Newsletter Sign-up Printer Friendly Format Translate This Page Text Size Small Medium Large

Drinking Water Frequently Asked Questions

Why does my tap water sometimes have a rusty brown color?

While it is not harmful, residents should not drink obviously discolored water. Brown or discolored water is often related to plumbing corrosion problems inside buildings and from rusting hot water heaters. If you have an ongoing problem with brown water, it may be due to rusty pipes. You should run your cold water for 2-3 minutes if it has not been used for a long period of time. This will flush the line.

If your water suddenly looks discolored, it might be because of a disturbance to nearby water mains, including breaks or repairs. This can also happen if there is construction near your building. Additionally, the use of fire hydrants for firefighting can temporarily cause brown water. Because the water mains are pressurized, a disturbance may stir up or resuspend sediments, which causes the water to be discolored. Discoloration is a temporary condition most often from iron and manganese particles that have settled to the bottom of the water pipes buried under the roadways. Any sudden change in the flow of water within the pipes or outside vibration, may loosen or resuspend the brownish/red/orange particles of iron into the water. This temporary problem is generally resolved or reduced when DEP flushes water from nearby hydrants.

If you notice brown or discolored water coming from your tap, call 311 or file a report online, so we can follow up.

Why does my tap water sometimes have a taste or odor?

You may, at times, find your water tastes or smells like chlorine. DEP is required to maintain a chlorine residual in the distribution system to prevent the growth of microorganisms. Chlorine is a very effective disinfectant, and is not considered hazardous or harmful in the amounts used to treat the water supply. New York City water meets all federal and state standards and is safe to drink. Chlorine odors may be more noticeable when the weather is warmer. The most effective way to eliminate or reduce the taste is by leaving a glass or pitcher of your tap water in the refrigerator overnight before drinking. You can also pour water from one container to another about 10 times to reduce the chlorine.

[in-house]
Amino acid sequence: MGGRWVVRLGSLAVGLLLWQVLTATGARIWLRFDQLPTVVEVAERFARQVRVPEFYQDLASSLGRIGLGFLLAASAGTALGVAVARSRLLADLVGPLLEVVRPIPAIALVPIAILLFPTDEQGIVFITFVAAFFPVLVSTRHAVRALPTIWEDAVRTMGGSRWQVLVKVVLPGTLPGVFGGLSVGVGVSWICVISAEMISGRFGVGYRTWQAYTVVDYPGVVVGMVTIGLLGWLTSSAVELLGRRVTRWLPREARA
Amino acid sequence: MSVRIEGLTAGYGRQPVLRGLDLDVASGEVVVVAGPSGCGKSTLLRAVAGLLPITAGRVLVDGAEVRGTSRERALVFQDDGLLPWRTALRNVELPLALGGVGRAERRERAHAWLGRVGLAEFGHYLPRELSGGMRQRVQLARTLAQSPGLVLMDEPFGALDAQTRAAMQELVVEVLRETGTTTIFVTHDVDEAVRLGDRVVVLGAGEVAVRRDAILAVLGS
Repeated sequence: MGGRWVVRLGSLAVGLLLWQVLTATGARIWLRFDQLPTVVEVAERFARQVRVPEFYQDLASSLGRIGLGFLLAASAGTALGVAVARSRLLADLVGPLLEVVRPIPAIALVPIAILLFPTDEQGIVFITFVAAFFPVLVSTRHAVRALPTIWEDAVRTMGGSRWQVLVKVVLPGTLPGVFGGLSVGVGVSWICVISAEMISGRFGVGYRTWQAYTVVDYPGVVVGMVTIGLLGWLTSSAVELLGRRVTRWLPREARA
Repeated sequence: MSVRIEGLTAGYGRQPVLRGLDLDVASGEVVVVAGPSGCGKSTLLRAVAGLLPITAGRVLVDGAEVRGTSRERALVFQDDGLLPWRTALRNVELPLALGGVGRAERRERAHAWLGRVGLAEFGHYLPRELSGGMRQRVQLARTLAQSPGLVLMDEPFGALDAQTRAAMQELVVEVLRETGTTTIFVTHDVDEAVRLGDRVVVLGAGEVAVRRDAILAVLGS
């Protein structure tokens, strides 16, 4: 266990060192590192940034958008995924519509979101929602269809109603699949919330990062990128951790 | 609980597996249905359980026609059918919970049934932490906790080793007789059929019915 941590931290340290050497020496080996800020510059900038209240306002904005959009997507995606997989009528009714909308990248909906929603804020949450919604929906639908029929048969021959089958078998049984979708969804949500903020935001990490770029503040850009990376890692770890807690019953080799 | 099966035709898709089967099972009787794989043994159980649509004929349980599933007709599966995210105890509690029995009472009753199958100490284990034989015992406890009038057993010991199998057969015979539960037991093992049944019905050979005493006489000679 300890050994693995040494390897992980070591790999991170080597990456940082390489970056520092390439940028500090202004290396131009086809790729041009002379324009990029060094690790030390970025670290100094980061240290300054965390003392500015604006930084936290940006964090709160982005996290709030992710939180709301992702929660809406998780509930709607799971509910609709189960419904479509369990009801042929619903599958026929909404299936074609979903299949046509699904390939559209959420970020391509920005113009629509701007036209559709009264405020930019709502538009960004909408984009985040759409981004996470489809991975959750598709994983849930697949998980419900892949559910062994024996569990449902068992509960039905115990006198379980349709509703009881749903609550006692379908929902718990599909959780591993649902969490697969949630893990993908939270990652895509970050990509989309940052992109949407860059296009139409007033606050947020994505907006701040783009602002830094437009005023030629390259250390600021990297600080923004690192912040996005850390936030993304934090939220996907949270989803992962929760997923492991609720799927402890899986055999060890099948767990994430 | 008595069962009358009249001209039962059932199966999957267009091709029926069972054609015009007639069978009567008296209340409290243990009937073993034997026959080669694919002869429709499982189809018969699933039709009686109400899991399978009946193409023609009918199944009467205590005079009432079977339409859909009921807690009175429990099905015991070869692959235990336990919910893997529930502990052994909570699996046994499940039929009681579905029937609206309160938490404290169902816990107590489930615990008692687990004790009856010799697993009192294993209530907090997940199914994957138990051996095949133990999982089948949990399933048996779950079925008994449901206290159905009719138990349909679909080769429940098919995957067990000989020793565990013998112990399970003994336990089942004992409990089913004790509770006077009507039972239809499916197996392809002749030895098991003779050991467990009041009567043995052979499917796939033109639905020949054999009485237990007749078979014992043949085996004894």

If you notice that your tap water smells or tastes differently, call 311 or file a report online, so we can follow up.

Why does my tap water sometimes look cloudy?

Air becomes trapped in the water as it makes its long trip from the upstate reservoirs to the City. As a result, bubbles of air can sometimes cause water to appear cloudy or milky. This condition is not a public health concern. The cloudiness is temporary and clears quickly after water flows out of the tap and the extra air is released.

If you notice that your tap water has an unusual cloudy or milky appearance, call 311 or file a report online, so we can follow up.

Is New York City’s water hard?

Hardness is a measure of dissolved calcium and magnesium in drinking water. Water with less calcium or magnesium is considered “soft” which makes it easier to create lather and suds. New York City’s Catskill/Delaware water supply is “soft”.  Citywide average hardness is about 1.8 grain/gallon (CaCO3). In areas of the City where Catskill/Delaware and Croton Water supplies are blended, the hardness can reach 7 grain/gallon (CaCO3), which is considered “moderately hard.” For more information, visit Water Hardness.

Reservoir Levels

Current: %

Normal: %